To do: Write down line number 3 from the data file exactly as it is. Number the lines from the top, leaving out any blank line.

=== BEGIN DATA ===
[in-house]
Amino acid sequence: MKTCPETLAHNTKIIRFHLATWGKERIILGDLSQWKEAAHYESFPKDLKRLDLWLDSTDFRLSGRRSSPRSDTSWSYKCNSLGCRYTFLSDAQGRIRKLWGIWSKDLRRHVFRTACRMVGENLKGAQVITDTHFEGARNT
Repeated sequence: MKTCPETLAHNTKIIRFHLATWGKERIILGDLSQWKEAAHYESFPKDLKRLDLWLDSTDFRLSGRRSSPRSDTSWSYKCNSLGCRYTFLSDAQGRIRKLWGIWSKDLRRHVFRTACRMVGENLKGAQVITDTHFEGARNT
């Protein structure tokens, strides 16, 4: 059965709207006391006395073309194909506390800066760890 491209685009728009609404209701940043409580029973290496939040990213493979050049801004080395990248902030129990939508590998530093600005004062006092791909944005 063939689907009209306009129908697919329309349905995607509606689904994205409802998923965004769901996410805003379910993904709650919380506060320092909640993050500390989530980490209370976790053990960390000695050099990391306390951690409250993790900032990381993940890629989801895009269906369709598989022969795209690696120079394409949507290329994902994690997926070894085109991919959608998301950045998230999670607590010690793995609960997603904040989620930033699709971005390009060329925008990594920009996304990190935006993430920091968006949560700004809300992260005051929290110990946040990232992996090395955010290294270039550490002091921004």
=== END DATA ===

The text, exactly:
Repeated sequence: MKTCPETLAHNTKIIRFHLATWGKERIILGDLSQWKEAAHYESFPKDLKRLDLWLDSTDFRLSGRRSSPRSDTSWSYKCNSLGCRYTFLSDAQGRIRKLWGIWSKDLRRHVFRTACRMVGENLKGAQVITDTHFEGARNT